African

Headdress

Artist: Unknown
Culture/People: Ekoi or Ejagham
Place:Southeastern Nigeria
Media: Wood, antelope skin, metal, pigment, bone, and raffia
Dims: 26.75 x 16 x 22.5 in. (68 x 57.3 x 40.6 cm)
Date: Late 1800s
RTC No: AF0004
Gift of Ralph T. Coe, 2011

Description

The Ekoi, also known as Ejagham, are a large ethnic group consisting of several tribes and nation-states from the southeastern region of Nigeria and western Cameroon where Bantoid languages are spoken. Their artistic tradition is evident through their remarkable wooden crest headdresses adorned with antelope hide, which embody spiritual and social significance within Ekoi culture.

Commissioned by elite men’s and women’s associations organized by age, status, and those who have undergone specific rites or mastered certain skills, they represent ideals of beauty and authority. These dramatic and one-of-a-kindmasterpieces often display impressive coiffures resembling horns and were worn attached to the top of the head and danced in ceremonies.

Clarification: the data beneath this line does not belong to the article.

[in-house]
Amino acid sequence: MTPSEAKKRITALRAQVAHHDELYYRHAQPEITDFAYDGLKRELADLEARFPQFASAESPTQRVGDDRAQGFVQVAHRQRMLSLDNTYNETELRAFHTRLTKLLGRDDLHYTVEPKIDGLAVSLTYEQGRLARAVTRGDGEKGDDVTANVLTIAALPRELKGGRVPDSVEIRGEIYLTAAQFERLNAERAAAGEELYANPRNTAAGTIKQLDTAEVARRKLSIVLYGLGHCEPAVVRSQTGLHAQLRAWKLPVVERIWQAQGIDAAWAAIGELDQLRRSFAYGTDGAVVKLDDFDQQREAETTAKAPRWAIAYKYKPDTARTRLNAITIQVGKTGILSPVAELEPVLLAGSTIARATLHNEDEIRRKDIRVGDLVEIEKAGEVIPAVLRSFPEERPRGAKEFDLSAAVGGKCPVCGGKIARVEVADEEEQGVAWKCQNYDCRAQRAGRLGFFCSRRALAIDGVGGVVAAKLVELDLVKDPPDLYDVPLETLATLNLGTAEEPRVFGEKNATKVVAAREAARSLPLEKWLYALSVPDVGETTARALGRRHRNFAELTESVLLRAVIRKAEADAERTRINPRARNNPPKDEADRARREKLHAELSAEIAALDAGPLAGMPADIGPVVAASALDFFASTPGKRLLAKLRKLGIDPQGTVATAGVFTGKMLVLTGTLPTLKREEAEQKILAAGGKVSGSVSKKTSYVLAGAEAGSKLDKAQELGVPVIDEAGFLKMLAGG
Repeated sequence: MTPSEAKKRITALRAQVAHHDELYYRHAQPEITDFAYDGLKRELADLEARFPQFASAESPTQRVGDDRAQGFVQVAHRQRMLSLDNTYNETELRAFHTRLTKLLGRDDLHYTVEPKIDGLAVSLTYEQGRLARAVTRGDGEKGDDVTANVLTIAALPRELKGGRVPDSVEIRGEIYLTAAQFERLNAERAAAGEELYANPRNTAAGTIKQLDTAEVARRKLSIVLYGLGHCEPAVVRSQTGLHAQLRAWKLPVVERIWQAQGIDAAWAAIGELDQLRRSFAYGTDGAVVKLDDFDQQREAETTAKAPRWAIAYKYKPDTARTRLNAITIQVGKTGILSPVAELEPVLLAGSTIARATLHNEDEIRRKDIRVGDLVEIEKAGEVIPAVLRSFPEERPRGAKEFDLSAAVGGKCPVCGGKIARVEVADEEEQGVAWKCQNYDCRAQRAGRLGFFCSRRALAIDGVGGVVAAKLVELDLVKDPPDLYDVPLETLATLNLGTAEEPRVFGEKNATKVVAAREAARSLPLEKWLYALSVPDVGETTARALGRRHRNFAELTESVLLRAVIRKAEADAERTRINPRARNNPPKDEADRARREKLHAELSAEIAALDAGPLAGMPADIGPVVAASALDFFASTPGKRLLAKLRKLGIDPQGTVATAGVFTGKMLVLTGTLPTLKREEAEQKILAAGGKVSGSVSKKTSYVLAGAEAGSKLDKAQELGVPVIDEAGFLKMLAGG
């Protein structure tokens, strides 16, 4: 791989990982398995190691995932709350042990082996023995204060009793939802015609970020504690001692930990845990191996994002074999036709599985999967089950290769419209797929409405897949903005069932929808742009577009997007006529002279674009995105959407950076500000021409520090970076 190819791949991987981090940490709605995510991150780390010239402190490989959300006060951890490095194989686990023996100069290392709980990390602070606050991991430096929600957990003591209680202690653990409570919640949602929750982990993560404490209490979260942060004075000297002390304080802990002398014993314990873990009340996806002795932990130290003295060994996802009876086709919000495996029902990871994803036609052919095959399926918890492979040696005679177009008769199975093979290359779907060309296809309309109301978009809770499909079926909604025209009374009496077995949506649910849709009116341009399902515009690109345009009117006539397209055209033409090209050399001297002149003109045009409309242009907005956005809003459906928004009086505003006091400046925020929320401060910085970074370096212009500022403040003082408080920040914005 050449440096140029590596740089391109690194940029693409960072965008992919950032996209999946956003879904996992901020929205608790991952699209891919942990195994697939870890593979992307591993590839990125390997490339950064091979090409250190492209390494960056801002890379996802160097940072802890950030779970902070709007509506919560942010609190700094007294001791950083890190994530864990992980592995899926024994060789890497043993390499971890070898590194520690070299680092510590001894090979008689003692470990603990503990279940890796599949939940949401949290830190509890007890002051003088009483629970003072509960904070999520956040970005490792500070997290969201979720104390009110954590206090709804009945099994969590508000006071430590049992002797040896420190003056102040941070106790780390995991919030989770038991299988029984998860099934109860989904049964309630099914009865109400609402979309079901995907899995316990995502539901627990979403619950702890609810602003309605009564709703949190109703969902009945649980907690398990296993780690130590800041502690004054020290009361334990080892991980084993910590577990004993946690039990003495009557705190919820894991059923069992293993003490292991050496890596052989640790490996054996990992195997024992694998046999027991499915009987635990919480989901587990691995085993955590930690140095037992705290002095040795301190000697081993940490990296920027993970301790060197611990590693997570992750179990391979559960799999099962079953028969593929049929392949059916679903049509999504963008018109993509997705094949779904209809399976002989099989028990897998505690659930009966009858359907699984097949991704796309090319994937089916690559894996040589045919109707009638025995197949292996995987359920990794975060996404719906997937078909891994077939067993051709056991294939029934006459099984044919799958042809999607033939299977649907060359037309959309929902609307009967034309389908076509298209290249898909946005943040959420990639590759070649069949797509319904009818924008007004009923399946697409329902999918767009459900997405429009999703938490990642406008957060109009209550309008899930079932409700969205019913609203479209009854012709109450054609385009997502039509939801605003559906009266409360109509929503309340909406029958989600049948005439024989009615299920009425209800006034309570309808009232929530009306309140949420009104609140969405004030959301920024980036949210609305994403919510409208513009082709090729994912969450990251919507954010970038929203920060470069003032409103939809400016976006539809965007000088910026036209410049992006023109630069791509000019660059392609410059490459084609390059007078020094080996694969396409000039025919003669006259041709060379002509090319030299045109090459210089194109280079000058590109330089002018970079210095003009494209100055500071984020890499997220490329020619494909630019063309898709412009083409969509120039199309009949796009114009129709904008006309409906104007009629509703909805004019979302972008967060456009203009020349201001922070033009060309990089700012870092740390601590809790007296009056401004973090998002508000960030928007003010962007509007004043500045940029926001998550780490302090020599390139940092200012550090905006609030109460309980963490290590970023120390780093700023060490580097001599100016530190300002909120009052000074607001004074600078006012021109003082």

Creating these headdresses is a meticulous process, where artists sculpt the foundational structure from a single piece of wood, carefully stretching damp antelope skin over it, allowing it to dry and take shape. Delicate features such as facial expressions, scarification patterns, and meticulously styled hair are carved and affixed separately. They may also include pigments, metals, feathers, and quills.

The headdresses are worn by the Ekpe (or Egbo, Ibibio for Leopard), a secret men’s society still practiced in southeastern Nigeria and in the diaspora in Cuba and other Caribbean nations. This one was owned and danced by the members of the men’s association, the Nsikpe.

Ralph T. Coe purchased this one in 1956 after he had completed a course at Yale in African Tribal Art. He remembers seeing it for the first time in the Julius Carlebach Gallery in New York City, saying it “…knocked me out on the spot!” It was featured in the 1958 film Bell, Book, and Candle, with Kim Novac and James Stewart.

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